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Home is where his heart was

For Ronald Reagan, there was no place to compare with Rancho del Cielo, which he came across in 1974.

June 08, 2004|Steven Barrie-Anthony | Times Staff Writer

"George Washington had Mount Vernon. Thomas Jefferson had Monticello. JFK had Hyannis Port. And Ronald Reagan," says Reagan biographer Paul Kengor, "had Rancho del Cielo."

Reagan called the sprawling, 688-acre ranch just outside of Santa Barbara his "open cathedral." "The ranch is more part of him than any other California home," says Kengor, author of "God and Ronald Reagan: A Spiritual Life" (Regan Books; 2004). "It was the most meaningful place in his life."

In November 1974, just weeks before Reagan finished his second term as governor of California, he and his wife, Nancy, visited the property. He fell in love with it. She didn't.

"When you go the ranch, you start at the bottom of a hill, really a mountain," Kengor says. "You need four-wheel drive. It's very rugged and very bumpy. There are potholes. As they rode up the hill, she was saying, 'No, no, please don't buy this.' He had to work on her."

Reagan christened the ranch Rancho del Cielo, or Ranch in the Sky. "The highest point is 2,600 feet," Kengor says. "It towers above the Pacific."

Reagan remodeled the simple adobe house himself -- turned the screened porch into a family room, tore off the corrugated roof and replaced it with tiles. He built a fence around the house, constructed a rock patio and a pond, and chopped brush. He chopped so much brush over the years that one biographer speculates that the Secret Service dragged extra brush onto the property before his arrivals.

Despite initial reservations, Nancy Reagan helped out.

"Mrs. Reagan varnished floors and did a lot of painting," says former senior Reagan aide Peter Hannaford. "By the time they were done, they had a modest house: 1,500 square feet, one master bedroom and bath ... and a den with a fireplace." Animal hides lay on the floor, mounted steer heads and paintings of horses hung on the walls, and the inevitable jellybean jar sat on a counter.

During his presidency, Reagan spent a total of 364 days at the ranch, then dubbed the "Western White House." He received Queen Elizabeth and Prince Philip there on a particularly rainy day, and "they all got drenched," Hannaford recalls. Reagan took Mikhail Gorbachev for a spin in his Jeep.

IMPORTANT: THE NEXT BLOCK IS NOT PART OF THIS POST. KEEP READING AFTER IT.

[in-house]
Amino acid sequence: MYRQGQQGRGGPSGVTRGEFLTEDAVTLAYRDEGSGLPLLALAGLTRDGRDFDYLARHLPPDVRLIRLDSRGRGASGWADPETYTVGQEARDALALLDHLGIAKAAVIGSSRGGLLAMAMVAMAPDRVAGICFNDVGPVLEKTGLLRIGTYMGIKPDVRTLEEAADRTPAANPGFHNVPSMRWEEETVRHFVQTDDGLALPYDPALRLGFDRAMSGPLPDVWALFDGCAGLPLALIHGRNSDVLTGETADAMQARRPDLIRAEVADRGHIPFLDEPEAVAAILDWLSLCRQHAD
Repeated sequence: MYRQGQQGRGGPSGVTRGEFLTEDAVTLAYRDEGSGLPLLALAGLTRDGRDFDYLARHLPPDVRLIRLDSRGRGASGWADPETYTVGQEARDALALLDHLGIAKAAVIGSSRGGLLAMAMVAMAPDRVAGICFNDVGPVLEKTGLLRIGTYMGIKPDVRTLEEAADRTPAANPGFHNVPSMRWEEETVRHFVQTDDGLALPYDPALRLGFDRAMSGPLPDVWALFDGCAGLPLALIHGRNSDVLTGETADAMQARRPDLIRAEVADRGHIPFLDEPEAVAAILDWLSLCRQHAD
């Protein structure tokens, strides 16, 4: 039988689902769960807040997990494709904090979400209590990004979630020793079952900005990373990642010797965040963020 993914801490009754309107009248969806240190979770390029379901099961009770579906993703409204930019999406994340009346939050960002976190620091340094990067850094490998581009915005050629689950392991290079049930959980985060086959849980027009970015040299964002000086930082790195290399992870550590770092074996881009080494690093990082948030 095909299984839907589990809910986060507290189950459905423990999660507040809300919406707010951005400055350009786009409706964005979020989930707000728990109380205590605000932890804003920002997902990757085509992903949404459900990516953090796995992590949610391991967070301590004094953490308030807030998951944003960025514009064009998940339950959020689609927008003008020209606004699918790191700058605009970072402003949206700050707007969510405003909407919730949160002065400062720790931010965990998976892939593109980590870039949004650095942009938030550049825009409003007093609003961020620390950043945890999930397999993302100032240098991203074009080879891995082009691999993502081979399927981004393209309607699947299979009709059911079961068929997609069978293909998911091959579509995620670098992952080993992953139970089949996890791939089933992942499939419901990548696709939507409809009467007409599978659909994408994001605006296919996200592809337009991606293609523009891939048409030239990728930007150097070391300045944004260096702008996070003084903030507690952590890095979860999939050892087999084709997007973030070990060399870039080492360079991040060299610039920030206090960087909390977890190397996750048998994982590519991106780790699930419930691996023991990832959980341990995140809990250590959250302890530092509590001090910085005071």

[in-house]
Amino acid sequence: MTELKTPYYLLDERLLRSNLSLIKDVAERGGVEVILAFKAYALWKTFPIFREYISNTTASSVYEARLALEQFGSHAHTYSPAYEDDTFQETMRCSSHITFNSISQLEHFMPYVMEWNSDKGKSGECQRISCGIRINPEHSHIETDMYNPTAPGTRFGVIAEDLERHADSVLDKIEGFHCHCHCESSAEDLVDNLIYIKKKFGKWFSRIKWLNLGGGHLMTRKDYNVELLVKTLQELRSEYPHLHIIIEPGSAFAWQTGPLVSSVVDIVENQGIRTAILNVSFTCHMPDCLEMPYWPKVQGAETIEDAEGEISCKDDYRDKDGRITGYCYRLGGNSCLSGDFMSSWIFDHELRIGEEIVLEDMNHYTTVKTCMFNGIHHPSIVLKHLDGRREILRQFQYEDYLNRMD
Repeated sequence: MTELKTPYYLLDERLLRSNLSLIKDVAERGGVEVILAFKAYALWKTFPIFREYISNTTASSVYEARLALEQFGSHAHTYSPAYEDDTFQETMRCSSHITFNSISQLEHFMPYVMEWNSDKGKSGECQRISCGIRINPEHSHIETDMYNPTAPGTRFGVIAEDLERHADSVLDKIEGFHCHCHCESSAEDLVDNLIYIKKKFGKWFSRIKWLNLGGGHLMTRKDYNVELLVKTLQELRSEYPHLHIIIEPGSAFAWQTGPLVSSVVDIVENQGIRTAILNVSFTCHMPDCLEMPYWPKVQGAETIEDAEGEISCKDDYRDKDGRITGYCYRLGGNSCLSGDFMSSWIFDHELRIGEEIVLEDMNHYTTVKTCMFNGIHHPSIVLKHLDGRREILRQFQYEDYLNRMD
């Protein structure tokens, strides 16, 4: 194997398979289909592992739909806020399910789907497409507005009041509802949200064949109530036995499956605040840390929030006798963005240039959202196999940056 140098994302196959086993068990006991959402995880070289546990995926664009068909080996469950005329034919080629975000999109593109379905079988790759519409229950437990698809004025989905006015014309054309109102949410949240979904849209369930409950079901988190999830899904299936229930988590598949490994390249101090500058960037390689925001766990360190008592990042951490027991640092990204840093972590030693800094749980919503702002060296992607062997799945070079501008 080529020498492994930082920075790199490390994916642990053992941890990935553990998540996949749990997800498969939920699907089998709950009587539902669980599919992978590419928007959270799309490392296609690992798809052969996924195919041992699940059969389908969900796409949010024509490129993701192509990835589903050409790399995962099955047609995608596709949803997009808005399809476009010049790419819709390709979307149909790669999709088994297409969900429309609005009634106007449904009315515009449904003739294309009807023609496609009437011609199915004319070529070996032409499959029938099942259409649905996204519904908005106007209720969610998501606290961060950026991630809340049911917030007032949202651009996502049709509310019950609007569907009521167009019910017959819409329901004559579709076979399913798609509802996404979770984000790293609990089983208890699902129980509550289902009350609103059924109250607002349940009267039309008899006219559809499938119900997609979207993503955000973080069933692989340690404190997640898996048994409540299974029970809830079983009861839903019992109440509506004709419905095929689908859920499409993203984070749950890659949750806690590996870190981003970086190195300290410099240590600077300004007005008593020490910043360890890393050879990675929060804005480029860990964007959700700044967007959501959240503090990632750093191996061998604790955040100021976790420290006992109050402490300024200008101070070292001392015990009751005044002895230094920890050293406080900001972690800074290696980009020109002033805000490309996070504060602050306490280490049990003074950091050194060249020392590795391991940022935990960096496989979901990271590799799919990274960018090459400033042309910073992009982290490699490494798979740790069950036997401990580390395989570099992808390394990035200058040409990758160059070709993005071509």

"He gave Gorbachev a Stetson cowboy hat, but Gorby put it on backward," Hannaford says. "Reagan leaned over to tell him that he had it on backward, but Gorby misunderstood because he wore it backward for the rest of the day."

On a typical day, Hannaford says, Reagan rose early to do presidential "homework" before and after breakfast. "Then he'd go out and work -- prune trees, clear brush.... Then he would saddle horses for himself and Mrs. Reagan. Secret Service guys would do the same. As soon as the horses were settled, he would ring an old railroad bell. Agents would ride behind him and Mrs. Reagan. Out of sight, a Humvee that contained the rest of the detail followed."

Lunch, then more work outdoors. Dinner -- often macaroni and cheese -- then reading time, and television ("Bonanza" or "Mission: Impossible"). "It was a quiet life, pretty much the same from one day to the next," Hannaford says. Excepting the bulletproof windowpanes and visiting dignitaries, it was ranch living at its simplest.

Rancho del Cielo, lacking amenities such as heating, was a far cry from the "House of the Future" on San Onofre Drive in the Pacific Palisades. Built by General Electric Co. in 1957 for then-spokesman Ronald Reagan, it was fully electric and included every newfangled gadget on the market: electric gates and garage doors, retracting canopies over outdoor dining areas, light dimmers, heating on the terrace, air conditioning, a rotating barbecue spit, a heated pool, a movie screening room....

Constructed on the southern slopes of the Santa Monica Mountains, the stone and glass house featured an unobstructed view of Los Angeles and the ocean. Nancy Reagan decorated it, mainly in her trademark red. "We had a number of meetings in the Pacific Palisades home with his small advisory group," Hannaford says of Reagan's fledging days as a politician. "We would usually meet in the living room.... A few times, when he had been swimming, we went outside and sat around the patio while we talked."

When Reagan was elected governor of California in 1966, the family moved into the Victorian governor's mansion in the historic section of Sacramento. Nancy was dismayed by the four-story 1877 estate: wallpaper was peeling, heaters barely worked and the house smelled of mold. She regularly cried in bed after her husband fell asleep.

Four months after taking office, the Reagans ordered a new governor's mansion constructed, and then moved into a rented two-story white brick Tudor-style house in an upscale East Sacramento neighborhood. Nancy furnished the house mostly with donations from friends, including a mahogany dining table from Betsy and Alfred Bloomingdale. She decorated with donated paintings, antique china and ever-present bouquets of flowers from the garden.

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